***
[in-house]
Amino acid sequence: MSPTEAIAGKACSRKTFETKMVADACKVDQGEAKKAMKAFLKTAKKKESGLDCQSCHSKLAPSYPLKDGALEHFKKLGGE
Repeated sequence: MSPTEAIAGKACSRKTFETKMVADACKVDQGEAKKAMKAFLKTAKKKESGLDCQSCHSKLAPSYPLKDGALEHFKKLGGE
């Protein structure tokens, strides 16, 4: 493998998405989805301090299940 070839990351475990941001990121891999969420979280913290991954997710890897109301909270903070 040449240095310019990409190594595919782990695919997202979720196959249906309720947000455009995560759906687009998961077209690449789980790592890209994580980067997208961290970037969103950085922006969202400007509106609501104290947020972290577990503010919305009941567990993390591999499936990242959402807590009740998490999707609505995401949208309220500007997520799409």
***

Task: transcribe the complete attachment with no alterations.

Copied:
[in-house]
Amino acid sequence: MSPTEAIAGKACSRKTFETKMVADACKVDQGEAKKAMKAFLKTAKKKESGLDCQSCHSKLAPSYPLKDGALEHFKKLGGE
Repeated sequence: MSPTEAIAGKACSRKTFETKMVADACKVDQGEAKKAMKAFLKTAKKKESGLDCQSCHSKLAPSYPLKDGALEHFKKLGGE
């Protein structure tokens, strides 16, 4: 493998998405989805301090299940 070839990351475990941001990121891999969420979280913290991954997710890897109301909270903070 040449240095310019990409190594595919782990695919997202979720196959249906309720947000455009995560759906687009998961077209690449789980790592890209994580980067997208961290970037969103950085922006969202400007509106609501104290947020972290577990503010919305009941567990993390591999499936990242959402807590009740998490999707609505995401949208309220500007997520799409």